AKT: AKT serine/threonine kinase 1; ARG1: arginase-1; ARSR: activated in renal cell carcinoma with sunitinib resistance; BCSC: breast cancer stem cell; C/EBPβ: CCAAT enhancer binding protein beta; CAE: cancer-associated endothelial cell; CAF: cancer-associated fibroblast; CASC2c: CASC2 cancer susceptibility 2; CCAT-1: colon cancer‐associated transcript‐1; CCL2: C-C motif chemokine ligand 2; CHOP: C/EBP homologous protein; CRC: colorectal cancer; CSC: cancer stem cell; CXCL14: C-X-C motif chemokine ligand 14; DC: dendritic ell; DSB: DNA double-strand break; EGFR: epidermal growth factor receptor; EMT: epithelial-mesenchymal transition; ERK1/2: extracellular signal-related kinase 1/2; FGF2: fibroblast growth factor 2; Flatr: Foxp3-specific lncRNA anticipatory of Tregs; Flicr: FOXP3 regulating long intergenic non-coding RNA; FOMX1: forkhead box M1; FOXO1: forkhead box O1; FOXP3: forkhead box protein P3; GAS5: growth arrest specific 5; GEC: glioma-induced endothelial cells; HCC: hepatocellular carcinoma; hnRNPL: heterogeneous nuclear ribonucleoprotein L; HOTAIR: HOX transcript antisense RNA; HOTAIRM1: HOXA transcript antisense RNA, myeloid-specific 1; HOXA1: homeobox A1; HUVEC: human umbilical vein endothelial cell; IDO1: indoleamine 2,3-dioxygenase 1; IFN-γ: interferon gamma; IL-2: interleukin 2; IL-6: interleukin 6; LATST1: large tumor suppressor kinase 1; LIN28: lin-28 homolog A; LIP: liver-enriched inhibitory protein; lncRNAs: long noncoding RNAs; LNMAT1: lymph node metastasis associated transcript 1; MALAT1: metastasis associated lung adenocarcinoma transcript 1; MDSC: myeloid-derived suppressor cell; NIFK-AS1: NIFK antisense RNA 1; NK: natural killer; NOS2: NO synthase 2; NPC: nasopharyngeal carcinoma cell; PCA3: prostate cancer associated 3; PFKFB2: fructose-2, 6-biphosphatase 2; RB1: RB transcriptional corepressor 1; RCC: renal cell carcinoma; RUNX3: RUNX family transcription factor 3; SET1A: SET domain containing 1A, histone lysine methyltransferase; SETD2: SET domain containing 2, histone lysine methyltransferase; STAT3: signal transducer and activator of transcription 3; STAT6: signal transducer and activator of transcription 6; TAM: tumor-associated macrophage; TERT: telomerase reverse transcriptase; TGF-β: transforming growth factor beta; TME: tumor microenvironment; Treg: regulatory T cell; TRF2: TATA box binding protein-related factor 2; UCA1: urothelial cancer associated 1; VASH2: vasohibin 2; VEGFA: vascular endothelial growth factor A; WNT3A: Wnt family member 3A; YAP: Yes-associated protein.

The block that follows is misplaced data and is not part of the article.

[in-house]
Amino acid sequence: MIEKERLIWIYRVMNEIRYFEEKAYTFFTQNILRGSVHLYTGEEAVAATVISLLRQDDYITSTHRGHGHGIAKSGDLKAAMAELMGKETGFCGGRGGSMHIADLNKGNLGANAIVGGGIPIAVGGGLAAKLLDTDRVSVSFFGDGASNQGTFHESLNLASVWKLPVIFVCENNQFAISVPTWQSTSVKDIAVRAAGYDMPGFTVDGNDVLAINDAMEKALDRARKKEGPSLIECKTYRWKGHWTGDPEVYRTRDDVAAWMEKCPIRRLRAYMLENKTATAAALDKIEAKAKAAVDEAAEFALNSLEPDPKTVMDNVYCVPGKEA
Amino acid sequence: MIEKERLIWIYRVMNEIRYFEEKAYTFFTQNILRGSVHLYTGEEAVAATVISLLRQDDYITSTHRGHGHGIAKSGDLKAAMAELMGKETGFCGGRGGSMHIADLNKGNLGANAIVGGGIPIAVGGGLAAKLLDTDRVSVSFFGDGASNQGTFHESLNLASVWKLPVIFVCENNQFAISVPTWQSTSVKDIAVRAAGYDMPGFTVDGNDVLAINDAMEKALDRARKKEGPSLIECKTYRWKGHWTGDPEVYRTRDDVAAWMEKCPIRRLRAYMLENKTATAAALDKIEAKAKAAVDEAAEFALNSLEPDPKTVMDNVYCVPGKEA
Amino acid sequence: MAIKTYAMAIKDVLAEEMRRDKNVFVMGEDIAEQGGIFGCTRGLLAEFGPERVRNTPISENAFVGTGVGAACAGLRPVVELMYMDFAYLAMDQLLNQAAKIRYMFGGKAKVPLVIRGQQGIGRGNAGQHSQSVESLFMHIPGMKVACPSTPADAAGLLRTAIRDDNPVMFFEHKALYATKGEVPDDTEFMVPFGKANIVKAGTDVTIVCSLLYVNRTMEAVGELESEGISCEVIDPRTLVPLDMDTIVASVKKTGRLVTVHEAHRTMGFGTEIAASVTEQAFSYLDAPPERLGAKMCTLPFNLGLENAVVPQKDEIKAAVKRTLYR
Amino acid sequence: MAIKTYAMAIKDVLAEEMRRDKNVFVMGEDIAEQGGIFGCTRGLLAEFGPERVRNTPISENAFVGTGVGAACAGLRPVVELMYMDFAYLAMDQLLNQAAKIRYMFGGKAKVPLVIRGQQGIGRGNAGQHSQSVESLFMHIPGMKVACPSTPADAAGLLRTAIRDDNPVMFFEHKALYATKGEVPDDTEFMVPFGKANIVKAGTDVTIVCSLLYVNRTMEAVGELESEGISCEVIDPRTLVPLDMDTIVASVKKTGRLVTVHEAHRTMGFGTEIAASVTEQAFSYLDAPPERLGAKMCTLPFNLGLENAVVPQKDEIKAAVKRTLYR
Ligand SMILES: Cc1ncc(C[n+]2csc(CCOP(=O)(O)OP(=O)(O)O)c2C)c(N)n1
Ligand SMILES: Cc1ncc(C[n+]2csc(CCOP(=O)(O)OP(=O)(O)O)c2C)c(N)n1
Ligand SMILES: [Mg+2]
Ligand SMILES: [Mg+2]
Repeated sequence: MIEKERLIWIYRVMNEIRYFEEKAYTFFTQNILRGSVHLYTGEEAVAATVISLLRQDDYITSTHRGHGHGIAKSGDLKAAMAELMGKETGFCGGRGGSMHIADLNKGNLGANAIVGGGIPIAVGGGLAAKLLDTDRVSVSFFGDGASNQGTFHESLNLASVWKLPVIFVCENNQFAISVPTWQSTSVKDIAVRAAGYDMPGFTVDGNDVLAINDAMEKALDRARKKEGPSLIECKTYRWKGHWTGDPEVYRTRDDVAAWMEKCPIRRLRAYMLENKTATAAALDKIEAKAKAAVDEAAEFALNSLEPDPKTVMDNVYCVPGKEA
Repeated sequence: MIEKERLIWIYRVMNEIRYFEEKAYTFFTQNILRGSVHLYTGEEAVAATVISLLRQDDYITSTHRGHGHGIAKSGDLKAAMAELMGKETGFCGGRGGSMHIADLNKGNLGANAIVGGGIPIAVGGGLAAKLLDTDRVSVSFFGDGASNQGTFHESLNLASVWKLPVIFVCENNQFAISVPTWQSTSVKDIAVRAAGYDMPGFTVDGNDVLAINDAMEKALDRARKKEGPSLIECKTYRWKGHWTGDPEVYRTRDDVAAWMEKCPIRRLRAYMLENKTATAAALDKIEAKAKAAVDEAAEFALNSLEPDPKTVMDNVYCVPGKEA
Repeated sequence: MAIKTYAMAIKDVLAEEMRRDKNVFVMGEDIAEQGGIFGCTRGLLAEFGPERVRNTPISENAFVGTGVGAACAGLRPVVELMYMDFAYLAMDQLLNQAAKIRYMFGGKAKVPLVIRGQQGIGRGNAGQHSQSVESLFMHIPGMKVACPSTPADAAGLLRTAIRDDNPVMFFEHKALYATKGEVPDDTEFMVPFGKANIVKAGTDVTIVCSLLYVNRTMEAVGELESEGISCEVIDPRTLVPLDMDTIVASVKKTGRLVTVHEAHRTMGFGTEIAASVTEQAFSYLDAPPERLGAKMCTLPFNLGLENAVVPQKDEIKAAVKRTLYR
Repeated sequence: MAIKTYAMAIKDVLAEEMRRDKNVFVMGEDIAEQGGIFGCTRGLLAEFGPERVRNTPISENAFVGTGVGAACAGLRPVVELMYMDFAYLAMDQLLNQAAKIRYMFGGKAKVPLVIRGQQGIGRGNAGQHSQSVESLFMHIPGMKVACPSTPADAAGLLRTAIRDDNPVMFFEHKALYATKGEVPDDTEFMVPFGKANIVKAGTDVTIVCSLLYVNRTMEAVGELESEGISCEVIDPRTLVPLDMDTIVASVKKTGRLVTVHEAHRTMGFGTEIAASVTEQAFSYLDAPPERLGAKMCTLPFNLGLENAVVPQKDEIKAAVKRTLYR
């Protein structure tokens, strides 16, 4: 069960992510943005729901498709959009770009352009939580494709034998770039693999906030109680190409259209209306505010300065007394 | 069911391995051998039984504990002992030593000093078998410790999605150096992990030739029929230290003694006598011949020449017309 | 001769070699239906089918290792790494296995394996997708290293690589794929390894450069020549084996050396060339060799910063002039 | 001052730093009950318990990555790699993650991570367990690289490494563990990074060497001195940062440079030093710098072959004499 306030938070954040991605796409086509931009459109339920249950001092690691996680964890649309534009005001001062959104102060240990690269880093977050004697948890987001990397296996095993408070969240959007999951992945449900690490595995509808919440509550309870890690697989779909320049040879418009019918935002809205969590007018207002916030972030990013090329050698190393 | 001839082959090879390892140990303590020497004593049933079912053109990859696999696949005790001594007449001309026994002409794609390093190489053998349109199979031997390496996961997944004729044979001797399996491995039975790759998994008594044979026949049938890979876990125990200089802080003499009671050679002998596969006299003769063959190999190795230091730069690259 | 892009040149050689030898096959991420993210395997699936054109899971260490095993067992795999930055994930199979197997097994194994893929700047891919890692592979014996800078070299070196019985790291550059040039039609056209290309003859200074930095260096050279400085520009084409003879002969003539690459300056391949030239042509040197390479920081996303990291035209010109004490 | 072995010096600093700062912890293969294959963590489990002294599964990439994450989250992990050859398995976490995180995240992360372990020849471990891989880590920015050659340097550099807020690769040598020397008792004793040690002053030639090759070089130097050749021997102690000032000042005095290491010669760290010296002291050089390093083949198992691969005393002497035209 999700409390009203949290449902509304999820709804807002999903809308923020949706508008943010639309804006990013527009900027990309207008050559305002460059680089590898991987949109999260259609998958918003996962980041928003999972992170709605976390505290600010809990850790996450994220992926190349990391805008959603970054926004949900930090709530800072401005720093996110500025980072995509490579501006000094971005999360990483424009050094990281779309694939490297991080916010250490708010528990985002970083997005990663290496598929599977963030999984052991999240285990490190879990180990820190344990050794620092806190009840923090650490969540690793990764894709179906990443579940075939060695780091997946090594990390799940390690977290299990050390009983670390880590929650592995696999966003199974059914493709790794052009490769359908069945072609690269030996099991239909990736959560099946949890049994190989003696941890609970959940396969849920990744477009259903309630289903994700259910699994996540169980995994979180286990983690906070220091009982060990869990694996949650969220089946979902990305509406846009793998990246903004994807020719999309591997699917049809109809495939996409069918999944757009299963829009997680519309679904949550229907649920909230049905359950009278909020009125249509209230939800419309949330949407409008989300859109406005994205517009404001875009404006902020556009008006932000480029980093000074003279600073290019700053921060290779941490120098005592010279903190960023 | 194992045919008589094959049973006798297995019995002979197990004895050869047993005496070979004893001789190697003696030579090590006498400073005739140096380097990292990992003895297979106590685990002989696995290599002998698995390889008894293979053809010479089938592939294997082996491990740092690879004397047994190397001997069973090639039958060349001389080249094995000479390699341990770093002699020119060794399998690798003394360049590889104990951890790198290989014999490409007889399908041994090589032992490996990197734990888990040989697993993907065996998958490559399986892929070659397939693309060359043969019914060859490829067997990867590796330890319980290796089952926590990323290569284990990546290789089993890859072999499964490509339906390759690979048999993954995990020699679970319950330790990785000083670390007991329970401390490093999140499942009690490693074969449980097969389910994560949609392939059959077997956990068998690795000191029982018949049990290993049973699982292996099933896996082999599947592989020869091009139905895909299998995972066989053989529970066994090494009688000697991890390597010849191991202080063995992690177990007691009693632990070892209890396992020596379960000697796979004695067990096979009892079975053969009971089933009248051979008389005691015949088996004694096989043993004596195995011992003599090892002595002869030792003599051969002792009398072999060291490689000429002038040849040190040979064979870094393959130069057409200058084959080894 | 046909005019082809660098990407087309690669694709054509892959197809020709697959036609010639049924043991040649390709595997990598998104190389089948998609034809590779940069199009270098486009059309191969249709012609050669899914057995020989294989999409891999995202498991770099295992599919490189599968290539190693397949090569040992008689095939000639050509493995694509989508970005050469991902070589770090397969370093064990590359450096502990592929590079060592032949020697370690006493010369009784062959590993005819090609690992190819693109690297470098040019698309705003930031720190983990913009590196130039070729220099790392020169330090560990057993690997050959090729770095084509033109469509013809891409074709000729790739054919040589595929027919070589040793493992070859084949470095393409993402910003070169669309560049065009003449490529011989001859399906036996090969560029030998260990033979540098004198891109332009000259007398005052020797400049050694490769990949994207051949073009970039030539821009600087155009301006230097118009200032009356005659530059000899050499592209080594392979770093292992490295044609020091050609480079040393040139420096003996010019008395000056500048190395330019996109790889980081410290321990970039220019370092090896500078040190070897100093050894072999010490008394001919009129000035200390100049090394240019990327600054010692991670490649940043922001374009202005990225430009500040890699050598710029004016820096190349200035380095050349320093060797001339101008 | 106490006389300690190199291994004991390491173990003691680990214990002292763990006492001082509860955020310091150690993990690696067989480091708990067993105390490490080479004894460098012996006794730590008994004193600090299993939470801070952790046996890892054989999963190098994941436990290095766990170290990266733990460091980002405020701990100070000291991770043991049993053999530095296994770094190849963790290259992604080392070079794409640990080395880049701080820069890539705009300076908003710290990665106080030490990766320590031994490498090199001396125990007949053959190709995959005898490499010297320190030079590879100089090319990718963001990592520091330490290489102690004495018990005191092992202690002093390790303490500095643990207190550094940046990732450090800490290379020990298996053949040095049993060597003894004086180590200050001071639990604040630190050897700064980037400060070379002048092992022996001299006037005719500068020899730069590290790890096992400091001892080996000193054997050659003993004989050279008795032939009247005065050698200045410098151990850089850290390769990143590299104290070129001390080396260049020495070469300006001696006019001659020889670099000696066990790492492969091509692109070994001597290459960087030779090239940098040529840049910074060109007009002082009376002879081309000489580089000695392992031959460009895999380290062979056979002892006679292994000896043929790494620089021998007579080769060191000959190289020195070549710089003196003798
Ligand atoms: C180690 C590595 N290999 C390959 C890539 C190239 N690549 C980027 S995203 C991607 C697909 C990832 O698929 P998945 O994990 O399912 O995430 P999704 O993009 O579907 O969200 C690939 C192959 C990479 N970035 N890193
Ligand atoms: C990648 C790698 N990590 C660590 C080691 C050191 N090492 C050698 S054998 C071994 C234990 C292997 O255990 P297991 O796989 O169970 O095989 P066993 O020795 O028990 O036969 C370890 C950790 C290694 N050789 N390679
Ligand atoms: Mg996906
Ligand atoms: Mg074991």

This work was supported by the National Natural Science Foundation of China (Grant Nos. 81871870 and 81702244), Zhejiang Provincial Medical Association Project (Grant Nos. 2013zyc-a138), and Science and Technology Bureau of Jiaojiang district (Grant Nos. 132055).

Author Contributions

LSZ and YYZ drafted, DSS and QZ revised and finalized the manuscript. All authors read and approved the final manuscript.

Competing Interests

The authors have declared that no competing interest exists.


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Author contact

Corresponding address Corresponding author: Dongsheng Sun: Taizhou University hospital, Taizhou University, Taizhou, Zhejiang, China. Tel: +8618767666287. Email: Qiang Zhang: Taizhou Municipal Hospital, Taizhou University, Taizhou, Zhejiang, China. Tel: +8613806586602. Email: z-q2007com

Received 2020-3-10
Accepted 2020-4-13
Published 2020-5-18

Citation styles

Zhou, L., Zhu, Y., Sun, D., Zhang, Q. (2020). Emerging Roles of Long non-coding RNAs in The Tumor Microenvironment. International Journal of Biological Sciences, 16(12), 2094-2103.

Zhou, L.; Zhu, Y.; Sun, D.; Zhang, Q. Emerging Roles of Long non-coding RNAs in The Tumor Microenvironment. Int. J. Biol. Sci. 2020, 16 (12), 2094-2103. DOI: 10.7150/ijbs.44420.

Zhou L, Zhu Y, Sun D, Zhang Q. Emerging Roles of Long non-coding RNAs in The Tumor Microenvironment. Int J Biol Sci 2020; 16(12):2094-2103. doi:10.7150/ijbs.44420.

Zhou L, Zhu Y, Sun D, Zhang Q. 2020. Emerging Roles of Long non-coding RNAs in The Tumor Microenvironment. Int J Biol Sci. 16(12):2094-2103.